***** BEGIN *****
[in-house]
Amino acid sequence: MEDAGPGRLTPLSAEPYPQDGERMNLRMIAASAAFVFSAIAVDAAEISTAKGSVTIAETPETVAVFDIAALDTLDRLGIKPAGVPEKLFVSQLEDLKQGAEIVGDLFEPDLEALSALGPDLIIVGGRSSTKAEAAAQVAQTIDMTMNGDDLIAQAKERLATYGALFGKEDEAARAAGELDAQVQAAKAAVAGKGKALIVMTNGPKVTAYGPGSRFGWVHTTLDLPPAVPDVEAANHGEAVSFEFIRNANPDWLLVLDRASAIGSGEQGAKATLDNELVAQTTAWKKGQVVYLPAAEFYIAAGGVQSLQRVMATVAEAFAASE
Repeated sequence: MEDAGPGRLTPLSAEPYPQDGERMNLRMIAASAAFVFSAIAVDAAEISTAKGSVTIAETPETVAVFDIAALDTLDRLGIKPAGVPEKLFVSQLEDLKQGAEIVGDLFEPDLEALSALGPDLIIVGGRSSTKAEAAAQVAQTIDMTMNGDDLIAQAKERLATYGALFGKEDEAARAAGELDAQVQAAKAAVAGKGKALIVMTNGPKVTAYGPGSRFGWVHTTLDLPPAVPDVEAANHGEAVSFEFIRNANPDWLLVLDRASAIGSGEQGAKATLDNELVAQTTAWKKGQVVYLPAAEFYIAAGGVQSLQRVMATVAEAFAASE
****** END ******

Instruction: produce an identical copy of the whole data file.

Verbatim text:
[in-house]
Amino acid sequence: MEDAGPGRLTPLSAEPYPQDGERMNLRMIAASAAFVFSAIAVDAAEISTAKGSVTIAETPETVAVFDIAALDTLDRLGIKPAGVPEKLFVSQLEDLKQGAEIVGDLFEPDLEALSALGPDLIIVGGRSSTKAEAAAQVAQTIDMTMNGDDLIAQAKERLATYGALFGKEDEAARAAGELDAQVQAAKAAVAGKGKALIVMTNGPKVTAYGPGSRFGWVHTTLDLPPAVPDVEAANHGEAVSFEFIRNANPDWLLVLDRASAIGSGEQGAKATLDNELVAQTTAWKKGQVVYLPAAEFYIAAGGVQSLQRVMATVAEAFAASE
Repeated sequence: MEDAGPGRLTPLSAEPYPQDGERMNLRMIAASAAFVFSAIAVDAAEISTAKGSVTIAETPETVAVFDIAALDTLDRLGIKPAGVPEKLFVSQLEDLKQGAEIVGDLFEPDLEALSALGPDLIIVGGRSSTKAEAAAQVAQTIDMTMNGDDLIAQAKERLATYGALFGKEDEAARAAGELDAQVQAAKAAVAGKGKALIVMTNGPKVTAYGPGSRFGWVHTTLDLPPAVPDVEAANHGEAVSFEFIRNANPDWLLVLDRASAIGSGEQGAKATLDNELVAQTTAWKKGQVVYLPAAEFYIAAGGVQSLQRVMATVAEAFAASE